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HONG KONG — Director Ann Hui is a rare breed: a household name in her native Hong Kong, a multiple award-winning auteur that attracts the biggest names in the business, including Chow Yun-fat, Maggie Cheung, Andy Lau, Josephine Siao, to name a few to play challenging roles, and be a prominent elder states(wo)man in the industry, while average Joes in the streets see her as one of their own.
One of the star directors to have emerged from the “Hong Kong New Wave” in the late 1970s, Hui’s career spans over three decades, cementing her position as a pillar of Hong Kong cinema with her perseverance and warmth, and the social relevance, humanist concern, and political and historical reflections in her work.
Open, affable, and modest almost to a fault in person, Hui radiates a sense of joie de vivre while she talks to The Hollywood Reporter’s Karen Chu about exposing herself, her single-minded dedication to filmmaking, being a (female) director, and “All About Love,” her new light comedy on lesbianism and single mothers, screened as a gala presentation at PIFF 2010, her fifth appearance in Pusan.
Why did you choose to explore lesbianism and single motherhood in “All About Love?”
ANN HUI: I’ve wanted to address these issues for quite a while – I’ve never done a film on these subjects, so I’ve always wanted to try. At the same time, lesbianism is quite rarely seen in Hong Kong films. To me, it’s a valid subject, and I wanted to learn more about what lesbians and single mothers have to go through in our society.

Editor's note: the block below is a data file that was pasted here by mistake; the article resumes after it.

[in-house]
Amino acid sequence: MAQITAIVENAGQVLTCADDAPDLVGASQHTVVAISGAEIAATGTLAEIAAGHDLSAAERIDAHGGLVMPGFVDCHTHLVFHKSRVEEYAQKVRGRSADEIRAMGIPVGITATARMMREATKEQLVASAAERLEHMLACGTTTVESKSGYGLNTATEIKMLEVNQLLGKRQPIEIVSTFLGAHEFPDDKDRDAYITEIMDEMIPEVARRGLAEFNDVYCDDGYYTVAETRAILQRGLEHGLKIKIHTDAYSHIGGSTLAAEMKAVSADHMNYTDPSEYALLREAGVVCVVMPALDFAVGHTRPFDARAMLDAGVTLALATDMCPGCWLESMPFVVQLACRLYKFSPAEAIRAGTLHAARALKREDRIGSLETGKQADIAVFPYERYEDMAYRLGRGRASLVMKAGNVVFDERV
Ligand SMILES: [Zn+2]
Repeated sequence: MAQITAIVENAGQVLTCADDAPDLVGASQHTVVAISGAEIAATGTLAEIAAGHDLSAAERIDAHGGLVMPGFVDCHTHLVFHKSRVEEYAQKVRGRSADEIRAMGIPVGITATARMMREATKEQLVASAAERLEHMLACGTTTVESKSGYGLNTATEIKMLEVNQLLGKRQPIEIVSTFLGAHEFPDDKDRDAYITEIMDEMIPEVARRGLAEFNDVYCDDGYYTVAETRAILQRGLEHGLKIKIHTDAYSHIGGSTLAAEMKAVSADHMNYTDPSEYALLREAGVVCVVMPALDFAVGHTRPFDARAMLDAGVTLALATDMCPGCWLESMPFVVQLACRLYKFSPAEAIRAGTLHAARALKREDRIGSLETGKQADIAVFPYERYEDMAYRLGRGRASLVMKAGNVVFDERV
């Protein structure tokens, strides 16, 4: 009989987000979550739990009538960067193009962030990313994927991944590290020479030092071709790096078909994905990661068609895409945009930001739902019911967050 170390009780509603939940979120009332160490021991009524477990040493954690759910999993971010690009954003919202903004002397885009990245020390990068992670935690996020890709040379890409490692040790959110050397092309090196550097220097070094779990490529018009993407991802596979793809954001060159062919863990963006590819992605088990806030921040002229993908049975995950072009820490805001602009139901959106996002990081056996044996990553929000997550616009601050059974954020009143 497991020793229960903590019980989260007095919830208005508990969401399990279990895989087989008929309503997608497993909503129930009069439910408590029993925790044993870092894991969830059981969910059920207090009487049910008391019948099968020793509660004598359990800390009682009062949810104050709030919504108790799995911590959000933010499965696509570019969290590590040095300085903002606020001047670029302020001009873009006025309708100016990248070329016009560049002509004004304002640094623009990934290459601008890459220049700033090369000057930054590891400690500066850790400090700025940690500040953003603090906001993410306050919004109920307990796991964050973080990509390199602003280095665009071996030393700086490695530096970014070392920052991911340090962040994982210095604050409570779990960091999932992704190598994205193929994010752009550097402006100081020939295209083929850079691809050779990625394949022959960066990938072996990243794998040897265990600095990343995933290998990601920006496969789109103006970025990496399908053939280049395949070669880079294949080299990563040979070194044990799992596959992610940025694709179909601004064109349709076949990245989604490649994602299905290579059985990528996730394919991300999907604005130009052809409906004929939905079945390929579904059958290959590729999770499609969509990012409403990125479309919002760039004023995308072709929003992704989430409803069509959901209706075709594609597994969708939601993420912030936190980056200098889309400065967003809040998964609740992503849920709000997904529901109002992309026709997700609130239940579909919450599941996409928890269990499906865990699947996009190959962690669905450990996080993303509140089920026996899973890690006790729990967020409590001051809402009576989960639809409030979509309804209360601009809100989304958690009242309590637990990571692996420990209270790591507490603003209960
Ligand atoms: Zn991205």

We finished the script four years ago, and had discussed with prospective investors, but didn’t
reach a deal before. The same thing happened with another project of mine about prostitutes [in one of Hong Kong’s red light districts]. Investors had reservations because they couldn’t turn it into a Hong Kong-China co-production. The project would have difficulties getting through the Chinese censors. We wouldn’t have gotten the budget we needed if it’s not a co-production. So I’m very grateful to [the backer of Hui’s last three films] Wong Jing, even though he wanted [“All About Love”] to have commercial appeal, he was willing and was determined to take a gamble. The film won’t get into the Chinese or the Malaysian market; its potential in the European market remains unknown. So that left us with Taiwan, Singapore – the staples.